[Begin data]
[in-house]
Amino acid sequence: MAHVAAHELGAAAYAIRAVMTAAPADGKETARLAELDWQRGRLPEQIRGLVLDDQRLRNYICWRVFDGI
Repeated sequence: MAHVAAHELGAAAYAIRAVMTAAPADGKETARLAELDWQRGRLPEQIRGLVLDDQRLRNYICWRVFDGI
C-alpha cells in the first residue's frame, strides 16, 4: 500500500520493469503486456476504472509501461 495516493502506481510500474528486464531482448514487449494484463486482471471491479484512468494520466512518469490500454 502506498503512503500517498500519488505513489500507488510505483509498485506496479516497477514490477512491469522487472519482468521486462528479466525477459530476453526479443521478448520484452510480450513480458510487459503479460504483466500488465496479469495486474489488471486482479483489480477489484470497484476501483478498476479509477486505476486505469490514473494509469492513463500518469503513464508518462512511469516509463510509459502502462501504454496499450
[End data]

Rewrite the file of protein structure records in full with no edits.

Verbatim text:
[in-house]
Amino acid sequence: MAHVAAHELGAAAYAIRAVMTAAPADGKETARLAELDWQRGRLPEQIRGLVLDDQRLRNYICWRVFDGI
Repeated sequence: MAHVAAHELGAAAYAIRAVMTAAPADGKETARLAELDWQRGRLPEQIRGLVLDDQRLRNYICWRVFDGI
C-alpha cells in the first residue's frame, strides 16, 4: 500500500520493469503486456476504472509501461 495516493502506481510500474528486464531482448514487449494484463486482471471491479484512468494520466512518469490500454 502506498503512503500517498500519488505513489500507488510505483509498485506496479516497477514490477512491469522487472519482468521486462528479466525477459530476453526479443521478448520484452510480450513480458510487459503479460504483466500488465496479469495486474489488471486482479483489480477489484470497484476501483478498476479509477486505476486505469490514473494509469492513463500518469503513464508518462512511469516509463510509459502502462501504454496499450